Working lives… August 21, 2013Posted by WorldbyStorm in Economy, Irish Politics.
Reading this grim case of sexual harassment where a 17 year old woman was subjected to an appalling campaign against her by two supervisors at her place of work it shows how vulnerable workers can be in very ordinary work environments. One wonders if her mother had not worked in the same company whether she would have felt able to contest the remarks which appear to have been made across the best part of two years. As if to underline the sense of impunity that the perpetrators felt they had they also made comments to her mother about her.
The judgement is interesting:
In a judgment issued yesterday, equality officer Stephen Bonnlander found that while her employer had investigated the incidents of sexual harassment properly, it should have moved her supervisor to another store.
Mr Bonnlander was satisfied that the woman had given her employer ample time to address her concerns so she could return to work, but the retailer had failed to do so.
He found that the retailer did discriminate against her by not preventing her sexual harassment and ordered that her award not be subject to tax.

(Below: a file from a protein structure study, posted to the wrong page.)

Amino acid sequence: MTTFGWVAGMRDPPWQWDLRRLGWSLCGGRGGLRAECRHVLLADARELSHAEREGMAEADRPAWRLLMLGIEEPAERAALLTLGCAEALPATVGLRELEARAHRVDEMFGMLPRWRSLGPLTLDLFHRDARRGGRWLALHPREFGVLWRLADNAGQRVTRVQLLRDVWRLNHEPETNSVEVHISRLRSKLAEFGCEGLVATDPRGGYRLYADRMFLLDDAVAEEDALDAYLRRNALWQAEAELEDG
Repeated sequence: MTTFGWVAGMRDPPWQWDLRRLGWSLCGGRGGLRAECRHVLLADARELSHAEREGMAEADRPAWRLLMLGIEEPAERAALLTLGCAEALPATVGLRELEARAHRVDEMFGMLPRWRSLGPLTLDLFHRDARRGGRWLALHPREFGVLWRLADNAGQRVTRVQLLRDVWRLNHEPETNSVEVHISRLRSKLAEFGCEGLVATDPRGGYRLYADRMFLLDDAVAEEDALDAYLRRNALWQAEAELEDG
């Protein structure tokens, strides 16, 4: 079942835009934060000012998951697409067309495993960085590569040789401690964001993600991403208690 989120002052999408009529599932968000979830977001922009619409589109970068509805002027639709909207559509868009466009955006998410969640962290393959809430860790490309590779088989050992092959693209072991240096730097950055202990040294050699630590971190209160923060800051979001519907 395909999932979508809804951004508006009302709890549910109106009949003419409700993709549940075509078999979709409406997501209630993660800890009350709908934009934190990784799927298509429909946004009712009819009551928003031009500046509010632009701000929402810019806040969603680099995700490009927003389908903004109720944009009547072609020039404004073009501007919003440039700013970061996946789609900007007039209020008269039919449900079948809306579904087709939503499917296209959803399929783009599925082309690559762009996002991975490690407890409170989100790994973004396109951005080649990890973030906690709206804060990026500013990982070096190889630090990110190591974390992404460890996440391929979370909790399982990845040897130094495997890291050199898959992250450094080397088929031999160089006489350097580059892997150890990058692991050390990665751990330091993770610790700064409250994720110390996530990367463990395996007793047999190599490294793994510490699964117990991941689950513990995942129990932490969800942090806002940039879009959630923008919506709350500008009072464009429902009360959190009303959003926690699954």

And the worker was awarded €29,756, or the equivalent of two years salary. Frankly that too tells us something about wages in this economy.
A couple of questions on foot of the case emerge… for example, why was one of the perpetrators of the sexual harassment not moved by the company once it discovered what was going on and the worker had engaged in the process of trying to get it dealt with? That too is deeply suggestive of the problems that arise as regards imbalances in power relationships in work environments (and having worked in contexts where managers were abusive to me personally I know how that can demoralise and depress a worker). Secondly, and perhaps more importantly, why is the name of the retailer not made public. According to the IT it is a ‘multinational retail chain’ so one presumes that the individual anonymity of the worker wouldn’t be breached if it were made public who the company was.
But in a way what is most telling is that it offers an insight into an – admittedly – extreme example of just how workplaces are often impervious to oversight and this has implications not just in relation to sexual harassment but all forms of coercion. This is something that is – given the time we spend in workplaces – remarkably unconsidered.
Still, a victory.